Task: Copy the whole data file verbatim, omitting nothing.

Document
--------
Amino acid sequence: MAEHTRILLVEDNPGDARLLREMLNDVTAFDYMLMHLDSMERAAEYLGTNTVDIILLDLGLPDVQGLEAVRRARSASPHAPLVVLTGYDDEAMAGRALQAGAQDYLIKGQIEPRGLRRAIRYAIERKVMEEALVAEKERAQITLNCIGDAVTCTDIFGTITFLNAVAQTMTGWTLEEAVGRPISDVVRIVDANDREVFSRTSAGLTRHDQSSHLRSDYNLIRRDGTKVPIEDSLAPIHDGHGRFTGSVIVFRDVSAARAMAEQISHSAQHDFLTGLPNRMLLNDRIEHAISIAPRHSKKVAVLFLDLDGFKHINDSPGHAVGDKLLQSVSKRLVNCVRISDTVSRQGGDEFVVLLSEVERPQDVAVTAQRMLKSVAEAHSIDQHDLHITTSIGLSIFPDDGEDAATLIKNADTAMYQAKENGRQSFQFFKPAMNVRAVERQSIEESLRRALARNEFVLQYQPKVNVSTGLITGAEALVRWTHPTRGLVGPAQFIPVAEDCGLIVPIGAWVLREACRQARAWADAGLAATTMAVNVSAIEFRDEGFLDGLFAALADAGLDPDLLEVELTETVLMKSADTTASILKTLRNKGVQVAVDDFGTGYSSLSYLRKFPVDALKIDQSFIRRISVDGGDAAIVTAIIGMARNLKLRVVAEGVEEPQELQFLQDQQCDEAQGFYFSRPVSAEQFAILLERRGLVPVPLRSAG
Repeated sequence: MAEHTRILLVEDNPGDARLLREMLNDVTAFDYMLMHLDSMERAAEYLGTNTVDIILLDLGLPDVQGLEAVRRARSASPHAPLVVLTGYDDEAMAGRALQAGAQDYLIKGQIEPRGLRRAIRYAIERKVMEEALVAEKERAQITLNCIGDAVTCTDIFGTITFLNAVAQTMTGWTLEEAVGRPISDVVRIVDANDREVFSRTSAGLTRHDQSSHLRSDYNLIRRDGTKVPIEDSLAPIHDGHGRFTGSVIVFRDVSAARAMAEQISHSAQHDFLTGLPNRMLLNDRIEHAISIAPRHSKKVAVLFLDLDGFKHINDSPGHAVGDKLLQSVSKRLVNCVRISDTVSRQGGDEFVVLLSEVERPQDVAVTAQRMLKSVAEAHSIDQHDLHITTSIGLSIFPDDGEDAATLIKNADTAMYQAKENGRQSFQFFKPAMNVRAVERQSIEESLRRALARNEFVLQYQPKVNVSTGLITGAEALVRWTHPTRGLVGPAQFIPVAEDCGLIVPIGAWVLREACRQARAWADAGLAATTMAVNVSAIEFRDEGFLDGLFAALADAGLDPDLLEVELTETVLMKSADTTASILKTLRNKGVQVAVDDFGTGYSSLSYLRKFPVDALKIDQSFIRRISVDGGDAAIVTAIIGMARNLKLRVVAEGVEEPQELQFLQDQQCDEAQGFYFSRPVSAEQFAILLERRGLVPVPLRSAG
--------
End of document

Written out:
Amino acid sequence: MAEHTRILLVEDNPGDARLLREMLNDVTAFDYMLMHLDSMERAAEYLGTNTVDIILLDLGLPDVQGLEAVRRARSASPHAPLVVLTGYDDEAMAGRALQAGAQDYLIKGQIEPRGLRRAIRYAIERKVMEEALVAEKERAQITLNCIGDAVTCTDIFGTITFLNAVAQTMTGWTLEEAVGRPISDVVRIVDANDREVFSRTSAGLTRHDQSSHLRSDYNLIRRDGTKVPIEDSLAPIHDGHGRFTGSVIVFRDVSAARAMAEQISHSAQHDFLTGLPNRMLLNDRIEHAISIAPRHSKKVAVLFLDLDGFKHINDSPGHAVGDKLLQSVSKRLVNCVRISDTVSRQGGDEFVVLLSEVERPQDVAVTAQRMLKSVAEAHSIDQHDLHITTSIGLSIFPDDGEDAATLIKNADTAMYQAKENGRQSFQFFKPAMNVRAVERQSIEESLRRALARNEFVLQYQPKVNVSTGLITGAEALVRWTHPTRGLVGPAQFIPVAEDCGLIVPIGAWVLREACRQARAWADAGLAATTMAVNVSAIEFRDEGFLDGLFAALADAGLDPDLLEVELTETVLMKSADTTASILKTLRNKGVQVAVDDFGTGYSSLSYLRKFPVDALKIDQSFIRRISVDGGDAAIVTAIIGMARNLKLRVVAEGVEEPQELQFLQDQQCDEAQGFYFSRPVSAEQFAILLERRGLVPVPLRSAG
Repeated sequence: MAEHTRILLVEDNPGDARLLREMLNDVTAFDYMLMHLDSMERAAEYLGTNTVDIILLDLGLPDVQGLEAVRRARSASPHAPLVVLTGYDDEAMAGRALQAGAQDYLIKGQIEPRGLRRAIRYAIERKVMEEALVAEKERAQITLNCIGDAVTCTDIFGTITFLNAVAQTMTGWTLEEAVGRPISDVVRIVDANDREVFSRTSAGLTRHDQSSHLRSDYNLIRRDGTKVPIEDSLAPIHDGHGRFTGSVIVFRDVSAARAMAEQISHSAQHDFLTGLPNRMLLNDRIEHAISIAPRHSKKVAVLFLDLDGFKHINDSPGHAVGDKLLQSVSKRLVNCVRISDTVSRQGGDEFVVLLSEVERPQDVAVTAQRMLKSVAEAHSIDQHDLHITTSIGLSIFPDDGEDAATLIKNADTAMYQAKENGRQSFQFFKPAMNVRAVERQSIEESLRRALARNEFVLQYQPKVNVSTGLITGAEALVRWTHPTRGLVGPAQFIPVAEDCGLIVPIGAWVLREACRQARAWADAGLAATTMAVNVSAIEFRDEGFLDGLFAALADAGLDPDLLEVELTETVLMKSADTTASILKTLRNKGVQVAVDDFGTGYSSLSYLRKFPVDALKIDQSFIRRISVDGGDAAIVTAIIGMARNLKLRVVAEGVEEPQELQFLQDQQCDEAQGFYFSRPVSAEQFAILLERRGLVPVPLRSAG